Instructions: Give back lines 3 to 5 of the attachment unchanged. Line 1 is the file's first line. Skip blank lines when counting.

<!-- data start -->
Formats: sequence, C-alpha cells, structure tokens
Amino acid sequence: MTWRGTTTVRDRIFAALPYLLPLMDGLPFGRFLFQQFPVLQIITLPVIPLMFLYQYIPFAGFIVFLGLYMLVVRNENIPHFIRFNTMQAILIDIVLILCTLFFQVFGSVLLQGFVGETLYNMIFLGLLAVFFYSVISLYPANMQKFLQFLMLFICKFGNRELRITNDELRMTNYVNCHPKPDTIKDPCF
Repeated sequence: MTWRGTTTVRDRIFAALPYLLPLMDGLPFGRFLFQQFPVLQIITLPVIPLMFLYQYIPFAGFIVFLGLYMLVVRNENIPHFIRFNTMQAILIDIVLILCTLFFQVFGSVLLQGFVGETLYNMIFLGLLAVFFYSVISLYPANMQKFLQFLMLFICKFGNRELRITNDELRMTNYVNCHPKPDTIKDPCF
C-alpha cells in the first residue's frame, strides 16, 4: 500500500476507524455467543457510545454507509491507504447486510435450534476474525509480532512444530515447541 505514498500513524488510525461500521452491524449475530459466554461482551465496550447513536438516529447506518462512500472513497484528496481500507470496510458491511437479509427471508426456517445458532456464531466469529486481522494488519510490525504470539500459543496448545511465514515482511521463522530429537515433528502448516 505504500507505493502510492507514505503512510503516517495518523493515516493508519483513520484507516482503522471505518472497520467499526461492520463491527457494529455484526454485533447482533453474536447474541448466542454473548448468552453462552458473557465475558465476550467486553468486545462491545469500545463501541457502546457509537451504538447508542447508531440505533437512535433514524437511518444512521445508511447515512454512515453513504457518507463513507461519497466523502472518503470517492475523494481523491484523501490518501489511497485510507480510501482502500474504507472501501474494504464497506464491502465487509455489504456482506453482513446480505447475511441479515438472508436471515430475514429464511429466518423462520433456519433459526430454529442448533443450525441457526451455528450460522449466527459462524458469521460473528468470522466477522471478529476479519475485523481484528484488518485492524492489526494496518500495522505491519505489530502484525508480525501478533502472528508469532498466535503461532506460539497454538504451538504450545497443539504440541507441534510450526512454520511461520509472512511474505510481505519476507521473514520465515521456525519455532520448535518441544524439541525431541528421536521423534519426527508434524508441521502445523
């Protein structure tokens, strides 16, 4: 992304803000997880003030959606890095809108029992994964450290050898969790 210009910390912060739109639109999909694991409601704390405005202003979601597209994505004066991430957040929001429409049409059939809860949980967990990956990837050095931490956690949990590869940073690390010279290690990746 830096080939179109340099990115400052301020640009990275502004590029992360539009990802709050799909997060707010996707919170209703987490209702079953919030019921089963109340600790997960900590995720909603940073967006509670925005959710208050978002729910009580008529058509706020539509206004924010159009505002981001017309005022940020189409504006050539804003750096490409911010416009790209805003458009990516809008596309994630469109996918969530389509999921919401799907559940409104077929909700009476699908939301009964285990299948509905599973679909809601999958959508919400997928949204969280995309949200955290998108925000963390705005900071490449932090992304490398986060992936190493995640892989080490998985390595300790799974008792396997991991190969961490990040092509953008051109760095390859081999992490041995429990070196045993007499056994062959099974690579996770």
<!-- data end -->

Repeated sequence: MTWRGTTTVRDRIFAALPYLLPLMDGLPFGRFLFQQFPVLQIITLPVIPLMFLYQYIPFAGFIVFLGLYMLVVRNENIPHFIRFNTMQAILIDIVLILCTLFFQVFGSVLLQGFVGETLYNMIFLGLLAVFFYSVISLYPANMQKFLQFLMLFICKFGNRELRITNDELRMTNYVNCHPKPDTIKDPCF
C-alpha cells in the first residue's frame, strides 16, 4: 500500500476507524455467543457510545454507509491507504447486510435450534476474525509480532512444530515447541 505514498500513524488510525461500521452491524449475530459466554461482551465496550447513536438516529447506518462512500472513497484528496481500507470496510458491511437479509427471508426456517445458532456464531466469529486481522494488519510490525504470539500459543496448545511465514515482511521463522530429537515433528502448516 505504500507505493502510492507514505503512510503516517495518523493515516493508519483513520484507516482503522471505518472497520467499526461492520463491527457494529455484526454485533447482533453474536447474541448466542454473548448468552453462552458473557465475558465476550467486553468486545462491545469500545463501541457502546457509537451504538447508542447508531440505533437512535433514524437511518444512521445508511447515512454512515453513504457518507463513507461519497466523502472518503470517492475523494481523491484523501490518501489511497485510507480510501482502500474504507472501501474494504464497506464491502465487509455489504456482506453482513446480505447475511441479515438472508436471515430475514429464511429466518423462520433456519433459526430454529442448533443450525441457526451455528450460522449466527459462524458469521460473528468470522466477522471478529476479519475485523481484528484488518485492524492489526494496518500495522505491519505489530502484525508480525501478533502472528508469532498466535503461532506460539497454538504451538504450545497443539504440541507441534510450526512454520511461520509472512511474505510481505519476507521473514520465515521456525519455532520448535518441544524439541525431541528421536521423534519426527508434524508441521502445523
């Protein structure tokens, strides 16, 4: 992304803000997880003030959606890095809108029992994964450290050898969790 210009910390912060739109639109999909694991409601704390405005202003979601597209994505004066991430957040929001429409049409059939809860949980967990990956990837050095931490956690949990590869940073690390010279290690990746 830096080939179109340099990115400052301020640009990275502004590029992360539009990802709050799909997060707010996707919170209703987490209702079953919030019921089963109340600790997960900590995720909603940073967006509670925005959710208050978002729910009580008529058509706020539509206004924010159009505002981001017309005022940020189409504006050539804003750096490409911010416009790209805003458009990516809008596309994630469109996918969530389509999921919401799907559940409104077929909700009476699908939301009964285990299948509905599973679909809601999958959508919400997928949204969280995309949200955290998108925000963390705005900071490449932090992304490398986060992936190493995640892989080490998985390595300790799974008792396997991991190969961490990040092509953008051109760095390859081999992490041995429990070196045993007499056994062959099974690579996770």